Titanic (Oscar winner)
As Good as It Gets
The Full Monty
Good Will Hunting
L.A. CONFIDENTIAL (ReOscar winner)
Three comedy-dramas about upward-achieving; a neo-noir; and the big boat. James L. Brooks' As Good As It Gets was a smart, solid entertainment, but not in the exalted league of his Oscar-winning Terms of Endearment or his shoulda-won Broadcast News. The gritty-sensitive Good Will Hunting and the working-class-Chippendales The Full Monty didn't deserve their nominations.
Titanic? I caused a bit of a ruckus by reviewing the film a few weeks before it opened and declaring it, at least artistically, "dead in the water." (Matt Drudge later claimed that I was put up to my pan by Time Warner boss Gerald Levin. Not true! I disliked the movie all on my own.) After rewatching it this week, I feel a bit warmer about the Winslet-DiCaprio love story, especially since serioso heterosexual romance has just about disappeared from movie screens in the intervening decade. But I still find the shipboard storyline clunky and unpersuasive, and I still can't wait for the damned iceberg to show up. Sue me for not having a heart.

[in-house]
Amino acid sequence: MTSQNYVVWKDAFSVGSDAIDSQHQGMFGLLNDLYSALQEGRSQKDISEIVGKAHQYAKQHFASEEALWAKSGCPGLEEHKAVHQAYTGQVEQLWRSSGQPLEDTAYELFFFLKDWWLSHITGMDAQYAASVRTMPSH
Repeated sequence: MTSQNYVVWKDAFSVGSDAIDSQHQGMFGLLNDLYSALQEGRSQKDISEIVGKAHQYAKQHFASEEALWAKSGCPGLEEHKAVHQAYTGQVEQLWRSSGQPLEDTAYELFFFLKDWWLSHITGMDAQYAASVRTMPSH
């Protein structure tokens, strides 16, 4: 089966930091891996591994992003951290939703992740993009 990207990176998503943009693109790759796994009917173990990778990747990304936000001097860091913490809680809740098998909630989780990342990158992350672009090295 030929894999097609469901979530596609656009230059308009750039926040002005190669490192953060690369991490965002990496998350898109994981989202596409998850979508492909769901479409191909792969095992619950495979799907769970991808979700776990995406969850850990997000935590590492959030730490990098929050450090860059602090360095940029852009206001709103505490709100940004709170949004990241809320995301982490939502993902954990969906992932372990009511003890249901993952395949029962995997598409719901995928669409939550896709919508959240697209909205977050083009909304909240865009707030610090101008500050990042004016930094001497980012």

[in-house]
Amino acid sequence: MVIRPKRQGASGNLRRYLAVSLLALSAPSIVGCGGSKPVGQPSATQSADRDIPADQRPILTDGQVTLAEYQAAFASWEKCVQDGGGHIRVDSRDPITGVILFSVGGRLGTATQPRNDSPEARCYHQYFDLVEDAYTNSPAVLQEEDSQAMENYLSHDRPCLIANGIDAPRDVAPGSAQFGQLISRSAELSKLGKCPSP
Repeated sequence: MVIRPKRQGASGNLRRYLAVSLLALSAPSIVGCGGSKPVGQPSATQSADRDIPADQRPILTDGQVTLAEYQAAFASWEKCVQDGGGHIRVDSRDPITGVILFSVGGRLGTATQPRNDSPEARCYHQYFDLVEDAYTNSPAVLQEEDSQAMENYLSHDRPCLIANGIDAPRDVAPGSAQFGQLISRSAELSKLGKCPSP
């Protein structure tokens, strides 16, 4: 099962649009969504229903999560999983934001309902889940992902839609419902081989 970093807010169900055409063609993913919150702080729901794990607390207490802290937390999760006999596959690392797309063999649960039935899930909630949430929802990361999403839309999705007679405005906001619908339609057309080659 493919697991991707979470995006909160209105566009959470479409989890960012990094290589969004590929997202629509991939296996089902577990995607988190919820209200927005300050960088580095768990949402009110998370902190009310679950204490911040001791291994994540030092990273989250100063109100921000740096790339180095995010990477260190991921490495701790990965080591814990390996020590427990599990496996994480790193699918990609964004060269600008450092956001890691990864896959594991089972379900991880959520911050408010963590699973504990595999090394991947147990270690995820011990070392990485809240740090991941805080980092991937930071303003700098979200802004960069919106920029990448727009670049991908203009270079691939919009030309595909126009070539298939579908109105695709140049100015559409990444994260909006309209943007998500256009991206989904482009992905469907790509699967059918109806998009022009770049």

I'm picking L.A. Confidential for reasons that make me a little suspicious. A guilty secret of film criticism is that reviewers often lavish their fondness on modern versions of the kinds of genres they don't make any more. Thus The English Patient, a film in the David Lean epic tradition, was my choice for best film of 1996. L.A. Confidential is a time trip back to the period in which it's set, the early '50s, when film noir (as the French called Hollywood's crime dramas) argued that postwar optimism was a lie that brutality and betrayal lurked around the every city street corner, where the cop on the beat might also be on the take.
This movie version of the James Ellroy novel piled mob chicanery and movie-industry sadism on a standard cop scenario, in a dense sandwich of corruption that was no less tasty for being sour. It was smartly acted (by, among others, a young Russell Crowe) and captured the snazz of sleaze. So even if it plays to my favorite prejudices, I have to give the ReOscar for Best Picture to L.A. Confidential.